If giving is really about sharing within the body, then something is true--where there is a giver, there must also be a receiver. Which means that people who don't have time, talents, or treasures to give, still have something to give--their need. Sometimes, that is the hardest thing to give.

And yet, sometimes that is what God has blessed us with--a need, a gap, a hole, that others can have the opportunity to fill, so that there can be unity, so that the whole body can grow up together into Christ. If everyone had surplus and no one had a lack, then there would be nothing to draw us together as a body. It is the flow of things within the body that binds it together.

Of course, there are other needs besides pecuniary ones and other gifts to give, some that don't make it onto anyone's asset lists at all and yet are the stuff life is made out of: friendship, example, comfort, a smile. Maybe stewardship as part of the body requires looking at both parts: Where do you have an abundance that you can share? Where do you have a lack that others can supply? Because I'm willing to bet we all have something in both columns.

Monday, September 02, 2013

In Which I Stay Out of Trouble

We went to the beach this weekend, mostly, I think, to see if we could. To reassure ourselves that we would not be stuck at home for the rest of our lives, and to remind ourselves how nice home is. We got there and back all in one piece, so I suppose we succeeded. We built a sand castle, or at least a Sand Lump. We got the kite up in the air, briefly. We visited the nature center. I even took the camera with batteries, although it may be next year before I download the pictures.

One area we really lucked out was in a hotel with a full breakfast--not a wimpy offering of bagels and orange juice, but the full deal with eggs and bacon and everything, constantly replenished for two and a half hours. This made the children happy, as they got to eat cold cereal in unnatural colors. And it made me happy, except for the effort wasted on packing breakfast food.

For Labor Day weekend the hotel was booked solid and this morning the breakfast room was packed. The petite lady who seemed to be running the hotel all but single-handedly had kindly placed us in a room right next to the short staircase down into the breakfast room, so that DOB could walk down the stairs when he didn't want to use the wheelchair and elevator. However, when we got into the breakfast room that day and there was nowhere to sit, he went back upstairs to await developments while the children wandered around rootless with yogurt cups.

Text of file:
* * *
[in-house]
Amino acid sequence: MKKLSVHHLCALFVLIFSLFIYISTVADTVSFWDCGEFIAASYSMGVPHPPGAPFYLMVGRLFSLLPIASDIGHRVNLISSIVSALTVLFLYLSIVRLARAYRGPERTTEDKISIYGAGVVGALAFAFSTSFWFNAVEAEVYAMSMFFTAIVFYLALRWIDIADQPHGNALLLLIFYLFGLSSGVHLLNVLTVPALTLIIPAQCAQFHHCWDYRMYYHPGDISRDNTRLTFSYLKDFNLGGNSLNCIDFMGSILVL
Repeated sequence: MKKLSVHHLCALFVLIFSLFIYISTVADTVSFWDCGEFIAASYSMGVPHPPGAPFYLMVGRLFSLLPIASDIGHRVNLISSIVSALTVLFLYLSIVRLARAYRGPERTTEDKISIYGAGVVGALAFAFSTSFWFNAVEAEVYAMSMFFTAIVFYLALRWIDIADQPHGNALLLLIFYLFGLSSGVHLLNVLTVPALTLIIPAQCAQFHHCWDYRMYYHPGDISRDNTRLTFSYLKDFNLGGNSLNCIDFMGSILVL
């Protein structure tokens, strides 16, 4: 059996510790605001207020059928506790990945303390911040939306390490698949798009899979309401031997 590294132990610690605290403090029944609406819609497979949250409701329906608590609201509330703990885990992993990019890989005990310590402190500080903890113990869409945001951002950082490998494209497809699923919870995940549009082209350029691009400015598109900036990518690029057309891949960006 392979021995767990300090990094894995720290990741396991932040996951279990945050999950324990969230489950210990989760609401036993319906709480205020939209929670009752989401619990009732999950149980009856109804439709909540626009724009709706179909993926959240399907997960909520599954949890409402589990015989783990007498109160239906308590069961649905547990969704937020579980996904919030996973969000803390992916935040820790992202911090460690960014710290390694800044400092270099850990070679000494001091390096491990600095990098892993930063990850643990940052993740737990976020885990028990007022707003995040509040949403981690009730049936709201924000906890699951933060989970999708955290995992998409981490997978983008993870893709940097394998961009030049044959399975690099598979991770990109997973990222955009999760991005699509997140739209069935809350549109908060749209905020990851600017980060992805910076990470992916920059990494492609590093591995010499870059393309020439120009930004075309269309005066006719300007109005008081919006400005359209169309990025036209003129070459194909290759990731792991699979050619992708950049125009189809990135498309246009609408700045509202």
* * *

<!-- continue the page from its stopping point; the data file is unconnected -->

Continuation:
Finally I spotted a tiny table with three seats that seemed to be clearing. I stood beside it for a moment to see if it really was or someone had just gotten up with refills. A woman with an accent that I will not try to classify better than non-English-speaking European asked me, "Are you leaving this one?"

"I'm just seeing if it's available," I said. She wandered off.

A moment later, I saw that a large table was coming clear. I walked over to it. The same woman--the funny thing was, she looked rather like me, not doppelganger similar but enough that if a police description had gone out we both would have been picked up--was suddenly there again.

"I'm taking this table," she said, "You wanted that other one."

"Not really," I said, "This one would work better for us." (At the moment the children and yogurt cups had wandered off.)

"There are five of us right here," she said, "My husband is here." (He appeared to be trying to settle her down, unsuccessfully.)

"I have four small children and my husband can't walk," I said. She was completely unimpressed even by the disability card. I was more than a little annoyed. And then suddenly the mental picture of two middle-aged women duking it out in a restaurant breakfast room over a table overtook my anger with amusement.

Later I wished I could have thought of something very gracious, or very cutting, to say. But both failed me. I just said, "Fine, take it."  And went back to the three-seat table.

Whereupon the children and yogurt cups reappeared and complained about the shortage of chairs. But within a few minutes the next small table over opened up and we squished them together and DOB rejoined us and we had a decent breakfast after all, though we didn't get in line too close behind the other family.